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Nobel Prize for President Arias

October 27, 1987

Your editorial "Nobel Peace Laureate" (Oct. 14) is itself a true prize winner. You concluded along with the committee that the accord itself laid solid foundations for the further development of democracy.

Democracy? At what price?

I commend Arias for his attempt at peace. I commend anyone anywhere who tries to reach settlements over a table rather than a battlefield. However, the argument is with the product itself. How can "a democracy" be attained, or a lasting peace be reached, when the first of steps calls for the removal of all U.S. support while allowing support of Cuba and the Soviet Union? If democracy is to breed, it must do so in an atmosphere that contains the elements of self-determination. What assurances does the plan contain that make you feel so secure that democracy, in any form, of any duration, will even be remotely possible?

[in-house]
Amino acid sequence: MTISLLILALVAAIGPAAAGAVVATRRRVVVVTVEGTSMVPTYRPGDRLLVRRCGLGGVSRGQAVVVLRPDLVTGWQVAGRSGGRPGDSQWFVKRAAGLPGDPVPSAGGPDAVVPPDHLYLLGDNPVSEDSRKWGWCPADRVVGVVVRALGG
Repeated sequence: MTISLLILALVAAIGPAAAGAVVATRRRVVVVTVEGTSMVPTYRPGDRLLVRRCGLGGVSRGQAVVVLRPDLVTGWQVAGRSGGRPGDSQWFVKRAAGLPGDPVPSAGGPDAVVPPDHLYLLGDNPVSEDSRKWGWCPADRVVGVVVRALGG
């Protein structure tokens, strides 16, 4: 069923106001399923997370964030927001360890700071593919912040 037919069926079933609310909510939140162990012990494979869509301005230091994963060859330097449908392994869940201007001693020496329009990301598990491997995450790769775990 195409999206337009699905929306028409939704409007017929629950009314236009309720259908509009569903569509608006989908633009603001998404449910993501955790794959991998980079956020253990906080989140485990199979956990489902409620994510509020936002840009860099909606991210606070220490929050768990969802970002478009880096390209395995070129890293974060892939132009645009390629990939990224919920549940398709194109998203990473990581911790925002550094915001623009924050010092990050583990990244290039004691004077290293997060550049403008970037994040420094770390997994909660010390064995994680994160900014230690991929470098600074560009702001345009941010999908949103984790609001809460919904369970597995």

I will give peace a chance, but only when it is a chance for a true peace, not based on "assurances" that were bargained away for the lives of the people of Nicaragua who died believing that this is what they were fighting and dying for.

Arias might well be worthy of the Nobel Prize, but the plan clearly is not. He must try again if he truly wants to attain the change through votes rather than weapons he so states. He may not be, but I am, as well as millions of others, aware of the oppression imposed on Soviet "republics." As long as the Soviets or Cubans can influence the outcome of the "peace" process, I, as a U.S. citizen, want to be represented as well.

MICHAEL D. NUTTER

San Pedro

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